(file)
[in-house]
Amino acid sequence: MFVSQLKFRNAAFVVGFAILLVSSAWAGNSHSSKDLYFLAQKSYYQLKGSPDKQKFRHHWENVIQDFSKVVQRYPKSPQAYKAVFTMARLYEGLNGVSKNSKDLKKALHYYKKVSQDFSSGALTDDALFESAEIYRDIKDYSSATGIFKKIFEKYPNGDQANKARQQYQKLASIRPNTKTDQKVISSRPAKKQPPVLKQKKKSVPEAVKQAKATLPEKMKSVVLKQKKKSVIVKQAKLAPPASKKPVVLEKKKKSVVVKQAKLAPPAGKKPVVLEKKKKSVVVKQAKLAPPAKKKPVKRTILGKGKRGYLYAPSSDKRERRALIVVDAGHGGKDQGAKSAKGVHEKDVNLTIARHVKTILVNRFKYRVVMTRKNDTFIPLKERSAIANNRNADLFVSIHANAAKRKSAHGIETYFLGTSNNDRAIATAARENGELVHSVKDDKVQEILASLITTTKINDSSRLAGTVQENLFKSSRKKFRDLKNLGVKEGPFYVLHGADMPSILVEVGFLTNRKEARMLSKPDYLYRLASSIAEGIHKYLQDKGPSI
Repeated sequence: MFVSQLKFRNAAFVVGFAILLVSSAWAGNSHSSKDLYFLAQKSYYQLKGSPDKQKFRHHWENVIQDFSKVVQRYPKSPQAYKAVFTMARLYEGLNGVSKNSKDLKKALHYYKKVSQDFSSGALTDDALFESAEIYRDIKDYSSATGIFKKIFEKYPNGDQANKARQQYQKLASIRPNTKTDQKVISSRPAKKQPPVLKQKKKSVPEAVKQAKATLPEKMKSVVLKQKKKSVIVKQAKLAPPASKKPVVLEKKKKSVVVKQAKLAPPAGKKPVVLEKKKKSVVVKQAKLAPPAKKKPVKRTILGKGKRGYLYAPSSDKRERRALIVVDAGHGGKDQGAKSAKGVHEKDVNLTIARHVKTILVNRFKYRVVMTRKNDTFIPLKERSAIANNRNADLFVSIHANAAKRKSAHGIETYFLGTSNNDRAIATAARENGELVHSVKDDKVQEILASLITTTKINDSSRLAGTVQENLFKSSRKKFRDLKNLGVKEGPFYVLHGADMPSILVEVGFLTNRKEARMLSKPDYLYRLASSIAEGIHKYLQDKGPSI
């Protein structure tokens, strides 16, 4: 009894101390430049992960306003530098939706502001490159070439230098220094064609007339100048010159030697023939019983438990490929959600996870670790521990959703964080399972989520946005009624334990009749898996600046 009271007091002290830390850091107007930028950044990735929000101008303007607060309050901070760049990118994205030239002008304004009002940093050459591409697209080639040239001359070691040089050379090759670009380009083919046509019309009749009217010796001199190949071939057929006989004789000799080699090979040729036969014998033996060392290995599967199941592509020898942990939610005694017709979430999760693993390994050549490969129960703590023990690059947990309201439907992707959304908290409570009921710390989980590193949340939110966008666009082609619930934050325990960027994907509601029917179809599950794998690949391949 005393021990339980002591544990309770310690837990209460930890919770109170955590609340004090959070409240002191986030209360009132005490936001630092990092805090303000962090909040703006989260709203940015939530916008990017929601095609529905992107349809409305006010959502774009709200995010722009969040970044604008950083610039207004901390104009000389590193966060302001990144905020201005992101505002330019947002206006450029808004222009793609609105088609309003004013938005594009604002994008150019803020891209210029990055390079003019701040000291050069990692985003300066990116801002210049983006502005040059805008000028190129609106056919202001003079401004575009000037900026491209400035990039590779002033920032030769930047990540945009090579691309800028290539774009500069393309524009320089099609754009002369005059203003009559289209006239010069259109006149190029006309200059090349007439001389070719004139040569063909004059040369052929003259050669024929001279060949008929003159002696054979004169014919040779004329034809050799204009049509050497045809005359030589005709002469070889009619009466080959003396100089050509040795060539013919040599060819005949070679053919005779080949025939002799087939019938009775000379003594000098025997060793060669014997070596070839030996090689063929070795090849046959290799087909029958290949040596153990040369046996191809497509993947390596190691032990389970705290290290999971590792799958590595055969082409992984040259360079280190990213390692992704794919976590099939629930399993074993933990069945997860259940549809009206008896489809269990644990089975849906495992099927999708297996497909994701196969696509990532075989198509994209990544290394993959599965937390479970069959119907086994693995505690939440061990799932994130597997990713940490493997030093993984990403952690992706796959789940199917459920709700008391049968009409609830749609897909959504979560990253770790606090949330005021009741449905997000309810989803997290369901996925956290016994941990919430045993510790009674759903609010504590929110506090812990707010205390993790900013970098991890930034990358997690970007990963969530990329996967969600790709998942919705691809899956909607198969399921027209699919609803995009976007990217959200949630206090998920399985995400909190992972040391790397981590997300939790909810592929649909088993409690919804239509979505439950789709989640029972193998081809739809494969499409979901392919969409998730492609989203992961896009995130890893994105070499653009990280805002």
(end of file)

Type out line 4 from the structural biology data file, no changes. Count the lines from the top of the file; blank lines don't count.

């Protein structure tokens, strides 16, 4: 009894101390430049992960306003530098939706502001490159070439230098220094064609007339100048010159030697023939019983438990490929959600996870670790521990959703964080399972989520946005009624334990009749898996600046 009271007091002290830390850091107007930028950044990735929000101008303007607060309050901070760049990118994205030239002008304004009002940093050459591409697209080639040239001359070691040089050379090759670009380009083919046509019309009749009217010796001199190949071939057929006989004789000799080699090979040729036969014998033996060392290995599967199941592509020898942990939610005694017709979430999760693993390994050549490969129960703590023990690059947990309201439907992707959304908290409570009921710390989980590193949340939110966008666009082609619930934050325990960027994907509601029917179809599950794998690949391949 005393021990339980002591544990309770310690837990209460930890919770109170955590609340004090959070409240002191986030209360009132005490936001630092990092805090303000962090909040703006989260709203940015939530916008990017929601095609529905992107349809409305006010959502774009709200995010722009969040970044604008950083610039207004901390104009000389590193966060302001990144905020201005992101505002330019947002206006450029808004222009793609609105088609309003004013938005594009604002994008150019803020891209210029990055390079003019701040000291050069990692985003300066990116801002210049983006502005040059805008000028190129609106056919202001003079401004575009000037900026491209400035990039590779002033920032030769930047990540945009090579691309800028290539774009500069393309524009320089099609754009002369005059203003009559289209006239010069259109006149190029006309200059090349007439001389070719004139040569063909004059040369052929003259050669024929001279060949008929003159002696054979004169014919040779004329034809050799204009049509050497045809005359030589005709002469070889009619009466080959003396100089050509040795060539013919040599060819005949070679053919005779080949025939002799087939019938009775000379003594000098025997060793060669014997070596070839030996090689063929070795090849046959290799087909029958290949040596153990040369046996191809497509993947390596190691032990389970705290290290999971590792799958590595055969082409992984040259360079280190990213390692992704794919976590099939629930399993074993933990069945997860259940549809009206008896489809269990644990089975849906495992099927999708297996497909994701196969696509990532075989198509994209990544290394993959599965937390479970069959119907086994693995505690939440061990799932994130597997990713940490493997030093993984990403952690992706796959789940199917459920709700008391049968009409609830749609897909959504979560990253770790606090949330005021009741449905997000309810989803997290369901996925956290016994941990919430045993510790009674759903609010504590929110506090812990707010205390993790900013970098991890930034990358997690970007990963969530990329996967969600790709998942919705691809899956909607198969399921027209699919609803995009976007990217959200949630206090998920399985995400909190992972040391790397981590997300939790909810592929649909088993409690919804239509979505439950789709989640029972193998081809739809494969499409979901392919969409998730492609989203992961896009995130890893994105070499653009990280805002």